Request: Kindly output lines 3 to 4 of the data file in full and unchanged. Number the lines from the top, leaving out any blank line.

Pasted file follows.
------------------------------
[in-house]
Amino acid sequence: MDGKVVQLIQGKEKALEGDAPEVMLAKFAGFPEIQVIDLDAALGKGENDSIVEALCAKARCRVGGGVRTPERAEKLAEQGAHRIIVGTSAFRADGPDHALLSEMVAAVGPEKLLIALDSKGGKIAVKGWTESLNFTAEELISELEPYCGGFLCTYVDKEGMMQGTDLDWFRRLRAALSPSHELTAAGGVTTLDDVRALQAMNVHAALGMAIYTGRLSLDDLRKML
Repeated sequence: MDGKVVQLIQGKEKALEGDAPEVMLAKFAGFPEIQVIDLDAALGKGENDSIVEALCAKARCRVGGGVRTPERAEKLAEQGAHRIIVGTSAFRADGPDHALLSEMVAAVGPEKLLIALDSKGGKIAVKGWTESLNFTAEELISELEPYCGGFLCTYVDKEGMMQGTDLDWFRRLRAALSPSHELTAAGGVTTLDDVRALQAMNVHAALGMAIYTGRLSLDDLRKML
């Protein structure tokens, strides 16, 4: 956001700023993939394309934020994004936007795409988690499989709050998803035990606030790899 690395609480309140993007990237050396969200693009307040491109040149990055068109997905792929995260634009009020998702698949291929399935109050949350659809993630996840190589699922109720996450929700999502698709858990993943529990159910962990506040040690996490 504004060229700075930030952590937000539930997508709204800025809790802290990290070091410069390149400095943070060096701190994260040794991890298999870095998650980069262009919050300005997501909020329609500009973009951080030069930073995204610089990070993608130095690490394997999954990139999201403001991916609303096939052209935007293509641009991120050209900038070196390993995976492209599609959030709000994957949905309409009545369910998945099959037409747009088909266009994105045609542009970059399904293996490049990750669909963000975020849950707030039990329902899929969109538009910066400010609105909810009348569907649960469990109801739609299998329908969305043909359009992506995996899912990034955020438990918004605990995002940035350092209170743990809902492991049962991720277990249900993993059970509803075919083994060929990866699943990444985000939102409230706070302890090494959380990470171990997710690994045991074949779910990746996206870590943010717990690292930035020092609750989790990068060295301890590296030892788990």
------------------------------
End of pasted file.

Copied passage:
Repeated sequence: MDGKVVQLIQGKEKALEGDAPEVMLAKFAGFPEIQVIDLDAALGKGENDSIVEALCAKARCRVGGGVRTPERAEKLAEQGAHRIIVGTSAFRADGPDHALLSEMVAAVGPEKLLIALDSKGGKIAVKGWTESLNFTAEELISELEPYCGGFLCTYVDKEGMMQGTDLDWFRRLRAALSPSHELTAAGGVTTLDDVRALQAMNVHAALGMAIYTGRLSLDDLRKML
């Protein structure tokens, strides 16, 4: 956001700023993939394309934020994004936007795409988690499989709050998803035990606030790899 690395609480309140993007990237050396969200693009307040491109040149990055068109997905792929995260634009009020998702698949291929399935109050949350659809993630996840190589699922109720996450929700999502698709858990993943529990159910962990506040040690996490 504004060229700075930030952590937000539930997508709204800025809790802290990290070091410069390149400095943070060096701190994260040794991890298999870095998650980069262009919050300005997501909020329609500009973009951080030069930073995204610089990070993608130095690490394997999954990139999201403001991916609303096939052209935007293509641009991120050209900038070196390993995976492209599609959030709000994957949905309409009545369910998945099959037409747009088909266009994105045609542009970059399904293996490049990750669909963000975020849950707030039990329902899929969109538009910066400010609105909810009348569907649960469990109801739609299998329908969305043909359009992506995996899912990034955020438990918004605990995002940035350092209170743990809902492991049962991720277990249900993993059970509803075919083994060929990866699943990444985000939102409230706070302890090494959380990470171990997710690994045991074949779910990746996206870590943010717990690292930035020092609750989790990068060295301890590296030892788990």